Tuesday, May 26, 2009

Terminator: Salvation & Modern Technology (featuring some spoilers...)

What I like about the Terminator franchise is each movie's ability to reflect a generation's relationship to technology.

In 1984, when the first Terminator film was released, the world was just finally beginning to resolve a 30-ish year nuclear arms race that left Americans with a clear-cut sense of "good," and "evil." The film's plot has an equally lucid separation of power, mapping West vs. East over Man vs. Machine: a Terminator robot is sent back in time from a machine-ruled, nuclear-ravaged future to kill Sarah Connor, the mother of the future's human resistance leader while the humans send back Kyle Reese to protect her. Together, the duo crush the Terminator robot, clearly implying the victory of American values of "love" and "honor" onto the humans who defeat the robotic, eastern-European-sounding Terminator robot.

"Terminator 2: Judgement Day," on the other hand, adds a contemporary twist. Released in 1991, almost 10 years after the first, as the technological floodgates of cell phones, computers, and the Internet began to be breached, T2 features a terminator robot sent back in time to defend John Connor from a new Terminator model sent back to destroy him. This time, John Connor and the Terminator 'bot become close friends: Man, Working Side-By-Side with Machines, vs. Machines...

"Terminator 3: Rise of the Machines," has a similar theme, as another Terminator robot is sent back to help John Connor fight yet another more advanced robot. Yet this film introduces a vivid concept to the 2003 audience: the persistence of the Internet. Although they defeat the time traveling machine monster, its essence leaks into the Cyberdyne network and now lives in "the cloud" where it is everywhere at once and impossible to track down and eliminate.

This past weekend saw the release of a new Terminator movie, "Terminator Salvation," and even possibly a new trilogy. So what did this film bring to the cultural table? Artificial Intelligence: a part human-part robot hybrid cyborg, designed by Cyberdyne to infiltrate the resistance post "Judgement Day," that doesn't know it is a robot at all. Instead of fulfilling its micro-processed mission, this cyborg, in the form of ex-convict Marcus Wright, somehow gains free will and decides to sacrifice his own human heart to save a dying John Connor.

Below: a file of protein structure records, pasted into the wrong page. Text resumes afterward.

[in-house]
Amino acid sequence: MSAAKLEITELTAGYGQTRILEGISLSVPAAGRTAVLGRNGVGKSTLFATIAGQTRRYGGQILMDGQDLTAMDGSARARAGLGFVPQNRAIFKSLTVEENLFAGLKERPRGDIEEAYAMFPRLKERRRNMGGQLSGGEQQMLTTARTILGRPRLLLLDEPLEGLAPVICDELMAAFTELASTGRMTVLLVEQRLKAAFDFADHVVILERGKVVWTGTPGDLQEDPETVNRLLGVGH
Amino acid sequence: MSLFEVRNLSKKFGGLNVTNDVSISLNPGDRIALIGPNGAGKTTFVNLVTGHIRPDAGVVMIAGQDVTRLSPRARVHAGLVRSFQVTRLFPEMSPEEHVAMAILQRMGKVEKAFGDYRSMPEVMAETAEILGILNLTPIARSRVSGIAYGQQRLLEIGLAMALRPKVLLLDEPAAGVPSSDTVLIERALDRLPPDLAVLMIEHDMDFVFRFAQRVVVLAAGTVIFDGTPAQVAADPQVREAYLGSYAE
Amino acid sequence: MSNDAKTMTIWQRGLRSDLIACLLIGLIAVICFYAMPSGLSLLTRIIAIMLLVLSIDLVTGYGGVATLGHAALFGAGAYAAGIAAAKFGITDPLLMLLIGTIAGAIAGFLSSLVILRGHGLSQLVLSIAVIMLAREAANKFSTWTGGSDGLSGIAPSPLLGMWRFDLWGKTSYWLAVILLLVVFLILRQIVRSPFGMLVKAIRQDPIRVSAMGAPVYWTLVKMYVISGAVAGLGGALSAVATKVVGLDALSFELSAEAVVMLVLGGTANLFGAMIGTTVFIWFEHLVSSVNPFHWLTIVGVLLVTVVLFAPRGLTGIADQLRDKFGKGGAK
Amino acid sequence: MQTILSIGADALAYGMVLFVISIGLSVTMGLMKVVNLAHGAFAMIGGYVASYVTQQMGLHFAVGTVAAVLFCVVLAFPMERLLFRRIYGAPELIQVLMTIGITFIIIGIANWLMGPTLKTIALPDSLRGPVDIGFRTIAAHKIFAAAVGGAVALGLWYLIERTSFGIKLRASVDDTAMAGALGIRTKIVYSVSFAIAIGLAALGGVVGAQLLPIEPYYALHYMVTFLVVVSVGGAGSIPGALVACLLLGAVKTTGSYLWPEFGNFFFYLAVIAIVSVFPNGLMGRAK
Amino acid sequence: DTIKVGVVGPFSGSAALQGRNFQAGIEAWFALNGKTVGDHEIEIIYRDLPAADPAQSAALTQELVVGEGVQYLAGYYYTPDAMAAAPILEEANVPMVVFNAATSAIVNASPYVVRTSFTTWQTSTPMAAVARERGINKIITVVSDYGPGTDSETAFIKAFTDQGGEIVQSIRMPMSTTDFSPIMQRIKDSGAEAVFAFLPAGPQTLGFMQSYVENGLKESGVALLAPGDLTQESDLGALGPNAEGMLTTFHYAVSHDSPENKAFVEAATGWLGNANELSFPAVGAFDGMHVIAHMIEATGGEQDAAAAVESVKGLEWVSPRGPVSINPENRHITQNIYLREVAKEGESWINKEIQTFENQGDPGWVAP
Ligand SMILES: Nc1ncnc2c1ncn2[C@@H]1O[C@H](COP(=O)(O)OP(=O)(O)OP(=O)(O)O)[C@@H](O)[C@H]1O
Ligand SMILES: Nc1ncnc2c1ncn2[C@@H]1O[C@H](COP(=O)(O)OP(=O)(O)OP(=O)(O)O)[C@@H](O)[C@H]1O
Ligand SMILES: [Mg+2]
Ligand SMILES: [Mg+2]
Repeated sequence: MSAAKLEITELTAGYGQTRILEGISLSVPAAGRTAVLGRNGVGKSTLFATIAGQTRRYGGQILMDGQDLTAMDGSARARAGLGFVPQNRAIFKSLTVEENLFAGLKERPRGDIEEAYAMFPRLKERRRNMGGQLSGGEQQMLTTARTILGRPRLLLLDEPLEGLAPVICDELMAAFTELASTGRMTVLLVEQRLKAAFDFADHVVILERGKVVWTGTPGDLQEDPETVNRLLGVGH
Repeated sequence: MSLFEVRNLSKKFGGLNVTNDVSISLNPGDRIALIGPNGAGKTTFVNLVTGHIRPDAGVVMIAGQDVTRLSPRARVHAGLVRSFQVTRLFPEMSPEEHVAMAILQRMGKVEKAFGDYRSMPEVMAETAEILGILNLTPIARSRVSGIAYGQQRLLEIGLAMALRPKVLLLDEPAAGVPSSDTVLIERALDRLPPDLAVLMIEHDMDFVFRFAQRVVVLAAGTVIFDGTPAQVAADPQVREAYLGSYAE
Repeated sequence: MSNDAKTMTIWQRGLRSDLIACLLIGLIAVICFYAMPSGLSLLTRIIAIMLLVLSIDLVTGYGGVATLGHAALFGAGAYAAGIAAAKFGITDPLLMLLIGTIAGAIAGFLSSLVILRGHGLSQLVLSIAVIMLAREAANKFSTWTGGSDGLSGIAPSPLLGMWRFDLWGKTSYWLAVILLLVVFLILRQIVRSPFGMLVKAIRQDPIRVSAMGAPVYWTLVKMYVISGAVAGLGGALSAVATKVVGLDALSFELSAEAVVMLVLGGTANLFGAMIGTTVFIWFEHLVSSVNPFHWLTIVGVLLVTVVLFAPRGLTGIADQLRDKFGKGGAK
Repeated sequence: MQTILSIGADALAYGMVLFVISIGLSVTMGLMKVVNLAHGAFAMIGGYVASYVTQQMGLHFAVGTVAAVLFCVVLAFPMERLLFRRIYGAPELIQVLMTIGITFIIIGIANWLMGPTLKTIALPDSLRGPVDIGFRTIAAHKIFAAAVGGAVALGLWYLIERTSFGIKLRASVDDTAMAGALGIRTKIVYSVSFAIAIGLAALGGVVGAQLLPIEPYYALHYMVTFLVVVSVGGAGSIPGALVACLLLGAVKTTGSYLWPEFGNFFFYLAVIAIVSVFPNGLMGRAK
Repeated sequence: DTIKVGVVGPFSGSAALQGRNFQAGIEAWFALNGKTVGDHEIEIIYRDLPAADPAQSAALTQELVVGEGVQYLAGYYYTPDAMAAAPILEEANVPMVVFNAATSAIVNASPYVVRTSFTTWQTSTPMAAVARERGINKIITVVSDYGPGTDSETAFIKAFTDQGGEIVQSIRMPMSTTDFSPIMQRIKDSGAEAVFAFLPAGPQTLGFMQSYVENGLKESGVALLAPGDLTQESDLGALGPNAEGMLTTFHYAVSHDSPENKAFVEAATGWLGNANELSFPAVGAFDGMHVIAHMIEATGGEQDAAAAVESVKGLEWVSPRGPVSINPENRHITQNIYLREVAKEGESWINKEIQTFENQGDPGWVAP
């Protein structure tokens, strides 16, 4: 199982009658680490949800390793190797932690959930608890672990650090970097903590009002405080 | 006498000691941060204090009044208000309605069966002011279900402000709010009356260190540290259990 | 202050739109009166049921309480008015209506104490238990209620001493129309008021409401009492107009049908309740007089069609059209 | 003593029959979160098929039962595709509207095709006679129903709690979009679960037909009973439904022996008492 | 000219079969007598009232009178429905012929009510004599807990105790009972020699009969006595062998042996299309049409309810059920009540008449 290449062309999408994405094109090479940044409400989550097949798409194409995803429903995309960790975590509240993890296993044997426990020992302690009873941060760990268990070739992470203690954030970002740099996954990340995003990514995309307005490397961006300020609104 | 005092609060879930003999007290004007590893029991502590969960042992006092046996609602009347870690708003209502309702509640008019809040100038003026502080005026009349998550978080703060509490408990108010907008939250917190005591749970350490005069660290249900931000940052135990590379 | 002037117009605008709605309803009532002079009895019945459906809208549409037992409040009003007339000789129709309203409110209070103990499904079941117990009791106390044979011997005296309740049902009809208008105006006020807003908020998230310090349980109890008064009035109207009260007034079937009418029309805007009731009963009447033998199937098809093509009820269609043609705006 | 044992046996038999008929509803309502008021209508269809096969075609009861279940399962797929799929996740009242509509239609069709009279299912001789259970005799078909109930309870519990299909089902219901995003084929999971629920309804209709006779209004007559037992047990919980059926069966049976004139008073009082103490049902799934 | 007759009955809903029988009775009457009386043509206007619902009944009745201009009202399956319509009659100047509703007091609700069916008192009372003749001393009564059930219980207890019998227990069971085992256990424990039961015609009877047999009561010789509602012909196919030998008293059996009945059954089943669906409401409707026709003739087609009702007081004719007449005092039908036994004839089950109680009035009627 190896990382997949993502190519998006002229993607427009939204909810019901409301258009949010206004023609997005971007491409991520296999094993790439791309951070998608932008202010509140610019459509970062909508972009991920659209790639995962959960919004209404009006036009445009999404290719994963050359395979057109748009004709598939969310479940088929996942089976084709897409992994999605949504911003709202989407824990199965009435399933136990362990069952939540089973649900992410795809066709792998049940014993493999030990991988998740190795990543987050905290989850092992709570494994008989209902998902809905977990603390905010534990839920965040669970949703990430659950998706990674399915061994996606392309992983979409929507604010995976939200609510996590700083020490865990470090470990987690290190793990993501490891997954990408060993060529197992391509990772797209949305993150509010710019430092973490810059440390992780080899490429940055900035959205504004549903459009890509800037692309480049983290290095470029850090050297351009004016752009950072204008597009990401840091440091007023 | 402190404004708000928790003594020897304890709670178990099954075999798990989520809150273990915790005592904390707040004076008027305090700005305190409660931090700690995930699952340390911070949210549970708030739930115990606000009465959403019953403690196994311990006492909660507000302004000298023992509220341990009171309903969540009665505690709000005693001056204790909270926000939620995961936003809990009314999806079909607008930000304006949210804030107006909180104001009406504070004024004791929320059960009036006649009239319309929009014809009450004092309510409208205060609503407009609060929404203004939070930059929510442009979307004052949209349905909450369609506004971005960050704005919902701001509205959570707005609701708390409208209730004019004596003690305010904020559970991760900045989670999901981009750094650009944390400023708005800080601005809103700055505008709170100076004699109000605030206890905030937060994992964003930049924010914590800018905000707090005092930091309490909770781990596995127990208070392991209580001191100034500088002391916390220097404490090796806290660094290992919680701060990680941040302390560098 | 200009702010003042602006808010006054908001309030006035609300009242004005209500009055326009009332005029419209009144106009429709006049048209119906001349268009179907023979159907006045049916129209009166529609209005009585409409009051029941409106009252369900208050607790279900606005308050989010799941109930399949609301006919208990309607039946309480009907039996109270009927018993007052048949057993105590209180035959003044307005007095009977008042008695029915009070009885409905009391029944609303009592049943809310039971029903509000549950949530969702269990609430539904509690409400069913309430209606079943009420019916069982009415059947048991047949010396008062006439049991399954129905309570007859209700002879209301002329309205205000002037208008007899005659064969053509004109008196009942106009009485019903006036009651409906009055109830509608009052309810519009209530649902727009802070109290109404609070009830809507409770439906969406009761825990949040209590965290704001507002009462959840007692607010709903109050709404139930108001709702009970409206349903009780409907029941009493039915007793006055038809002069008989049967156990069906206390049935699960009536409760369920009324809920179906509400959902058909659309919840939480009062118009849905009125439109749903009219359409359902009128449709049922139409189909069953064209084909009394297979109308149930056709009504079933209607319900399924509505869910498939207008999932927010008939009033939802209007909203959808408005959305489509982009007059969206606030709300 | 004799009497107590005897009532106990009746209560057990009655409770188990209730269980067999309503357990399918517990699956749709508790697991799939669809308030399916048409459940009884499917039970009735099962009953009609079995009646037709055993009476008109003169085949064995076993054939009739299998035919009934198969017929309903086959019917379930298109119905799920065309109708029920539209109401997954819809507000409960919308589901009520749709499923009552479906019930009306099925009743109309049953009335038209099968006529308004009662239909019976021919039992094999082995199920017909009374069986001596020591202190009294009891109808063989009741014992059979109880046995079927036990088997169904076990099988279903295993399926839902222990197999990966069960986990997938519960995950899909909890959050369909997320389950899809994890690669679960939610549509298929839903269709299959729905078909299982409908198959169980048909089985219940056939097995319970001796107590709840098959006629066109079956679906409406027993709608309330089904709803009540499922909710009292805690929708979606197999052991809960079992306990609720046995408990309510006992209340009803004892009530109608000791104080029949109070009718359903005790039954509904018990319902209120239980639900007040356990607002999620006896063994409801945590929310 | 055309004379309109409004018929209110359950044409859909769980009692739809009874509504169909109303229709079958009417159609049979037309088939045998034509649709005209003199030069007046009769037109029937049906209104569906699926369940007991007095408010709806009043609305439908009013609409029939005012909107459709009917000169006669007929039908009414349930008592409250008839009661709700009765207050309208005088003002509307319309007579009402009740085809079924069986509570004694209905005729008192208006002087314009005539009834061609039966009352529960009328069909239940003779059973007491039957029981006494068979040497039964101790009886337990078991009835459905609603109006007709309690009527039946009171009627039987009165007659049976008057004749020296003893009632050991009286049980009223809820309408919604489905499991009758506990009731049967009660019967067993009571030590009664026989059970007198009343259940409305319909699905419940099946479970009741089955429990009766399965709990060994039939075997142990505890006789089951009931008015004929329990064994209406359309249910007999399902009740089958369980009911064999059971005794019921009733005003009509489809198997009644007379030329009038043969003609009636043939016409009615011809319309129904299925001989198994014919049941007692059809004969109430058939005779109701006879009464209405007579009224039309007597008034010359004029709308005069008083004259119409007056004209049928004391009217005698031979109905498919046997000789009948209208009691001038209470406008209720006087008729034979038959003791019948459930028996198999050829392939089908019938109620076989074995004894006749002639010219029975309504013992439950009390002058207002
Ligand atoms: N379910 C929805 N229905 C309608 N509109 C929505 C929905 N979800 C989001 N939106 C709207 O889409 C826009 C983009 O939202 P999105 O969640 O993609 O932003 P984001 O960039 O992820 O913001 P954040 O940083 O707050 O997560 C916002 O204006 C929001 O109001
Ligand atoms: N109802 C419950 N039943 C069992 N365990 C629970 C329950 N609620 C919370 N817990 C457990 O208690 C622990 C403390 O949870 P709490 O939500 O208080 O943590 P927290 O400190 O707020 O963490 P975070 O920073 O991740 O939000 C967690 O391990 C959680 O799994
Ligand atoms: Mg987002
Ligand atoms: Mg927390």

Clearly, the fourth installment of the series is saying something (perhaps a bit obvious?) about the ubiquitous fusion of humans and networked machines. Yet I feel that the way this was played out in the Hollywood ending was, among others, the film's biggest disappointment. Instead of portraying something prolific about the modern grey areas of humans and machines, about the mixed identities of living in both the physical world and in digital spaces, about the technological identity crisis if, say, John Connor was saved by becoming, himself, a human-machine cyborg destined to save a race he is only "part" of in theory and in essence- instead of diving into all this, Marcus Wright destroys himself for John Connor's survival, in itself a kind of human triumph over machines that is exhausted over the last three films, proving, once again, that the good-old flesh and blood "human heart" is somehow dialectically opposed to networked machines who cannot, by nature, "feel" or "love."

So let's really think about this: is it really the "strength of the human heart" that separates man from machine??

UPDATE: Check this out-
"In trying to understand presence – the propensity of humans to respond to fake stimuli as if they are real – the researchers are not just gaining insights into how the human brain functions. They are also learning how to create more intense and realistic virtual experiences, opening the door to myriad applications for healthcare, training, social research and entertainment."

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